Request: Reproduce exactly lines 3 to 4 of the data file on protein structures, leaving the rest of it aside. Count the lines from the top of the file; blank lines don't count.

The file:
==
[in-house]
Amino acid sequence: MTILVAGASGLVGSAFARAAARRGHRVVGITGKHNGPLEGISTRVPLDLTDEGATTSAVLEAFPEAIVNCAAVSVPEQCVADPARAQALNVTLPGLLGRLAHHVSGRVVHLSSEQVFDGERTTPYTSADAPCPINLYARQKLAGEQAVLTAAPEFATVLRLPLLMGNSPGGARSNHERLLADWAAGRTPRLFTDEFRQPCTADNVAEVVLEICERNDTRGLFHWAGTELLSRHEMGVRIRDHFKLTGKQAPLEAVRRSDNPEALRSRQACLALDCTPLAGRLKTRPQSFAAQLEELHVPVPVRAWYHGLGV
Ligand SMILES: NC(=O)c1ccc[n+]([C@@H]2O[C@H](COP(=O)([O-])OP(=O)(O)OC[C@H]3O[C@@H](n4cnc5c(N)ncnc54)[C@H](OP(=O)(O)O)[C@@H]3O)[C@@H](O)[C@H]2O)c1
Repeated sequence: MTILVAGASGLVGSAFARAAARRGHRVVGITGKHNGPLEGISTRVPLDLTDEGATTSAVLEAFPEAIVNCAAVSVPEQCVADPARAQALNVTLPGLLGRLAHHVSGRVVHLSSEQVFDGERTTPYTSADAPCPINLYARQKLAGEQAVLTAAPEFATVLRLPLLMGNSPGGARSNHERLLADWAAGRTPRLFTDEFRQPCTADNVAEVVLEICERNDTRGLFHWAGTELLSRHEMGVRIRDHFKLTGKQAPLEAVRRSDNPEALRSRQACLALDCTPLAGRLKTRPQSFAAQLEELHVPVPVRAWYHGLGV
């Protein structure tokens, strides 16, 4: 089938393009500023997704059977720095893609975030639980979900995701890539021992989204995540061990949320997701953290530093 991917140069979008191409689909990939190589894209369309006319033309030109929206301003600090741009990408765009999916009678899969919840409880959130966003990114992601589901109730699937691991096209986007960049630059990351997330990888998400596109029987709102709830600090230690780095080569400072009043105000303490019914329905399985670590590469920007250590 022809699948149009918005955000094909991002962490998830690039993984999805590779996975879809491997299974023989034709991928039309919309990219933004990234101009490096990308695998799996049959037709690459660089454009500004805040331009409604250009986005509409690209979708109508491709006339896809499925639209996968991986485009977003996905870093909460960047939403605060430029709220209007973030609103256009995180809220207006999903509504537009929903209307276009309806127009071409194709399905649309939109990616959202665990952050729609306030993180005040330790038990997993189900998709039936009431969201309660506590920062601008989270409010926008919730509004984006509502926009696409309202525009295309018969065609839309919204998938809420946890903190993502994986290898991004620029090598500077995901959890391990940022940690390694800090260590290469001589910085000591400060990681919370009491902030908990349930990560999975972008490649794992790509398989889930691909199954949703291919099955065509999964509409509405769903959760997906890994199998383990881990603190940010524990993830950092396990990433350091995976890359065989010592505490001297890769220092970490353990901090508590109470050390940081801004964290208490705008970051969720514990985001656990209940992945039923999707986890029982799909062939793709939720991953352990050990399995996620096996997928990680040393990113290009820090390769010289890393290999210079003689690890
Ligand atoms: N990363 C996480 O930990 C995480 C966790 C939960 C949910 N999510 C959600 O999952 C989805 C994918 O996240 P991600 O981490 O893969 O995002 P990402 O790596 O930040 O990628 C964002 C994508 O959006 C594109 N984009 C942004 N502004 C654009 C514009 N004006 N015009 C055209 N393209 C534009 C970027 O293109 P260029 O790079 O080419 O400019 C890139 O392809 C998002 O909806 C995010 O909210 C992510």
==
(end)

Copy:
Ligand SMILES: NC(=O)c1ccc[n+]([C@@H]2O[C@H](COP(=O)([O-])OP(=O)(O)OC[C@H]3O[C@@H](n4cnc5c(N)ncnc54)[C@H](OP(=O)(O)O)[C@@H]3O)[C@@H](O)[C@H]2O)c1
Repeated sequence: MTILVAGASGLVGSAFARAAARRGHRVVGITGKHNGPLEGISTRVPLDLTDEGATTSAVLEAFPEAIVNCAAVSVPEQCVADPARAQALNVTLPGLLGRLAHHVSGRVVHLSSEQVFDGERTTPYTSADAPCPINLYARQKLAGEQAVLTAAPEFATVLRLPLLMGNSPGGARSNHERLLADWAAGRTPRLFTDEFRQPCTADNVAEVVLEICERNDTRGLFHWAGTELLSRHEMGVRIRDHFKLTGKQAPLEAVRRSDNPEALRSRQACLALDCTPLAGRLKTRPQSFAAQLEELHVPVPVRAWYHGLGV